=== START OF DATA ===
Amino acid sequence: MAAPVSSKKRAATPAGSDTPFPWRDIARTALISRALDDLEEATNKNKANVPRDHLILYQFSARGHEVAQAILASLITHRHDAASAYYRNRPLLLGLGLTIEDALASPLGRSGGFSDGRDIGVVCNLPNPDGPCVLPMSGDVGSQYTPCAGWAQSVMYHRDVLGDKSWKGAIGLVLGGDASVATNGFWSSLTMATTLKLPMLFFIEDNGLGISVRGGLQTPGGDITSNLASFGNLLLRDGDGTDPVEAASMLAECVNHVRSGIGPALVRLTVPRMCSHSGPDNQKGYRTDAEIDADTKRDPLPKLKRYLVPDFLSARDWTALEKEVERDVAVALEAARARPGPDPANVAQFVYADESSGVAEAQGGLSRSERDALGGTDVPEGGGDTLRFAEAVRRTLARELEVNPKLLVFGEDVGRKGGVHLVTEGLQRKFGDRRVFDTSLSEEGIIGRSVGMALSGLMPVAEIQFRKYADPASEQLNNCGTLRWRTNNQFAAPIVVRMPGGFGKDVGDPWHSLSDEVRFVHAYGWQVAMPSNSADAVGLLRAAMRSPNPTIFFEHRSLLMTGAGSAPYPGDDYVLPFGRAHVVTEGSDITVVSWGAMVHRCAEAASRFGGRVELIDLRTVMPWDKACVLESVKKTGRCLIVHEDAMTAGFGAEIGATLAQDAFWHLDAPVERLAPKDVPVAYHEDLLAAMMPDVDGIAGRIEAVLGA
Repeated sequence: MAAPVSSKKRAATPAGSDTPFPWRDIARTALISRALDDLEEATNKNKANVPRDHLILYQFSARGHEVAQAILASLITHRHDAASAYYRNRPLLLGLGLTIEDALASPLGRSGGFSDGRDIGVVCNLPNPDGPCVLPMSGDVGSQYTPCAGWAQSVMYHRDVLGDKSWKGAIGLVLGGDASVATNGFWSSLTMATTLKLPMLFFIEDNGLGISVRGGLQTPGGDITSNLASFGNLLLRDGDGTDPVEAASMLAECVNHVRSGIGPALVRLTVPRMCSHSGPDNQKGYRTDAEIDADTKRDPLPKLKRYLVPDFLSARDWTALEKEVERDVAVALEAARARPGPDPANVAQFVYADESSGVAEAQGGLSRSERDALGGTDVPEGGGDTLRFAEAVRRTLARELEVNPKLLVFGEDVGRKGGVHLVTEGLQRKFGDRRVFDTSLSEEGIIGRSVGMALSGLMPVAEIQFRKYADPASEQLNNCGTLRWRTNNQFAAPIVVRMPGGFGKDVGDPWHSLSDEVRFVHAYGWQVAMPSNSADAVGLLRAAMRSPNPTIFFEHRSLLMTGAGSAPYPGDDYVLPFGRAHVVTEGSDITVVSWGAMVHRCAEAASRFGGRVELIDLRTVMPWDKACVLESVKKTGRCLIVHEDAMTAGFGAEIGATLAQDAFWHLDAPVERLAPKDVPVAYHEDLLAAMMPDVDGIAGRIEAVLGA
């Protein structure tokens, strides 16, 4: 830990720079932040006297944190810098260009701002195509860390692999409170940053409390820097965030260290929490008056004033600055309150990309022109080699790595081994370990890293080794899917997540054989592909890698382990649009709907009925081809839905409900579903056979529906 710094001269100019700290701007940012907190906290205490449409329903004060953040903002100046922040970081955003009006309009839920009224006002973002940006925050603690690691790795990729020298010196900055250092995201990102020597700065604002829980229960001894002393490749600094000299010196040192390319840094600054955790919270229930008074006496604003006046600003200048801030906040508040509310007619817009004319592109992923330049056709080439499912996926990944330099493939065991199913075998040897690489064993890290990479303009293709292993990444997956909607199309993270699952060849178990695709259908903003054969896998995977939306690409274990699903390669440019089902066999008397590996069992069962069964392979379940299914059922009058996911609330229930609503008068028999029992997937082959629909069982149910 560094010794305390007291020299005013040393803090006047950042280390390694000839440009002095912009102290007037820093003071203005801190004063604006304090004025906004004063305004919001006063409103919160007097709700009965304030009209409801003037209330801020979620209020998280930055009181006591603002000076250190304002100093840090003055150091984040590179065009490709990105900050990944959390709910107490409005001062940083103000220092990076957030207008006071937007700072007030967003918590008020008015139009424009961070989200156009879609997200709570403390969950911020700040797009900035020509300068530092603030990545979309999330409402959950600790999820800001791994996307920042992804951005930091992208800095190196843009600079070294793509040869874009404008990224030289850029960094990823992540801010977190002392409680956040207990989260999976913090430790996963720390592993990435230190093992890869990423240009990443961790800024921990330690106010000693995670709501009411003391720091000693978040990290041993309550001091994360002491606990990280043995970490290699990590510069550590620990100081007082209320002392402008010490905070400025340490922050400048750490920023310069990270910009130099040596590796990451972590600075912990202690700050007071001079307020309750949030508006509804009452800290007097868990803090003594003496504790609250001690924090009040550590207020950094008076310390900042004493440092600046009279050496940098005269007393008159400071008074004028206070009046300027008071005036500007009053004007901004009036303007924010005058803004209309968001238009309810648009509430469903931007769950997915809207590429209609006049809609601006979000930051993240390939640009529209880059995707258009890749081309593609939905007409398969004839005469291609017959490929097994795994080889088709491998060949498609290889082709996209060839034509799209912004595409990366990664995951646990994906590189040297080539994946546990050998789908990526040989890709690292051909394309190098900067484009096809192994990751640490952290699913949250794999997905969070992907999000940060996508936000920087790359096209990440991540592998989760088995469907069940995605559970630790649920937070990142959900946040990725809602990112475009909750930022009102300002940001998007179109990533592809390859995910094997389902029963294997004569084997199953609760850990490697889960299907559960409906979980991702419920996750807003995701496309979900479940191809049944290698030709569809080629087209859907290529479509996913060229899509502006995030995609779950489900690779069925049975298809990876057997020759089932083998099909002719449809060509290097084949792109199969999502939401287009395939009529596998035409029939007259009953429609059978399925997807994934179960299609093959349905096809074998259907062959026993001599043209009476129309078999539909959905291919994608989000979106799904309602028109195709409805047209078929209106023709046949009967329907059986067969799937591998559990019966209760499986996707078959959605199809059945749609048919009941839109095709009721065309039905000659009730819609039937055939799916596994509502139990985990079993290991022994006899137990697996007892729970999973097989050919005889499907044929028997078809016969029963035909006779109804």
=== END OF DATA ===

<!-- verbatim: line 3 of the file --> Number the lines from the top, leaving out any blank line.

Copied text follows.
């Protein structure tokens, strides 16, 4: 830990720079932040006297944190810098260009701002195509860390692999409170940053409390820097965030260290929490008056004033600055309150990309022109080699790595081994370990890293080794899917997540054989592909890698382990649009709907009925081809839905409900579903056979529906 710094001269100019700290701007940012907190906290205490449409329903004060953040903002100046922040970081955003009006309009839920009224006002973002940006925050603690690691790795990729020298010196900055250092995201990102020597700065604002829980229960001894002393490749600094000299010196040192390319840094600054955790919270229930008074006496604003006046600003200048801030906040508040509310007619817009004319592109992923330049056709080439499912996926990944330099493939065991199913075998040897690489064993890290990479303009293709292993990444997956909607199309993270699952060849178990695709259908903003054969896998995977939306690409274990699903390669440019089902066999008397590996069992069962069964392979379940299914059922009058996911609330229930609503008068028999029992997937082959629909069982149910 560094010794305390007291020299005013040393803090006047950042280390390694000839440009002095912009102290007037820093003071203005801190004063604006304090004025906004004063305004919001006063409103919160007097709700009965304030009209409801003037209330801020979620209020998280930055009181006591603002000076250190304002100093840090003055150091984040590179065009490709990105900050990944959390709910107490409005001062940083103000220092990076957030207008006071937007700072007030967003918590008020008015139009424009961070989200156009879609997200709570403390969950911020700040797009900035020509300068530092603030990545979309999330409402959950600790999820800001791994996307920042992804951005930091992208800095190196843009600079070294793509040869874009404008990224030289850029960094990823992540801010977190002392409680956040207990989260999976913090430790996963720390592993990435230190093992890869990423240009990443961790800024921990330690106010000693995670709501009411003391720091000693978040990290041993309550001091994360002491606990990280043995970490290699990590510069550590620990100081007082209320002392402008010490905070400025340490922050400048750490920023310069990270910009130099040596590796990451972590600075912990202690700050007071001079307020309750949030508006509804009452800290007097868990803090003594003496504790609250001690924090009040550590207020950094008076310390900042004493440092600046009279050496940098005269007393008159400071008074004028206070009046300027008071005036500007009053004007901004009036303007924010005058803004209309968001238009309810648009509430469903931007769950997915809207590429209609006049809609601006979000930051993240390939640009529209880059995707258009890749081309593609939905007409398969004839005469291609017959490929097994795994080889088709491998060949498609290889082709996209060839034509799209912004595409990366990664995951646990994906590189040297080539994946546990050998789908990526040989890709690292051909394309190098900067484009096809192994990751640490952290699913949250794999997905969070992907999000940060996508936000920087790359096209990440991540592998989760088995469907069940995605559970630790649920937070990142959900946040990725809602990112475009909750930022009102300002940001998007179109990533592809390859995910094997389902029963294997004569084997199953609760850990490697889960299907559960409906979980991702419920996750807003995701496309979900479940191809049944290698030709569809080629087209859907290529479509996913060229899509502006995030995609779950489900690779069925049975298809990876057997020759089932083998099909002719449809060509290097084949792109199969999502939401287009395939009529596998035409029939007259009953429609059978399925997807994934179960299609093959349905096809074998259907062959026993001599043209009476129309078999539909959905291919994608989000979106799904309602028109195709409805047209078929209106023709046949009967329907059986067969799937591998559990019966209760499986996707078959959605199809059945749609048919009941839109095709009721065309039905000659009730819609039937055939799916596994509502139990985990079993290991022994006899137990697996007892729970999973097989050919005889499907044929028997078809016969029963035909006779109804």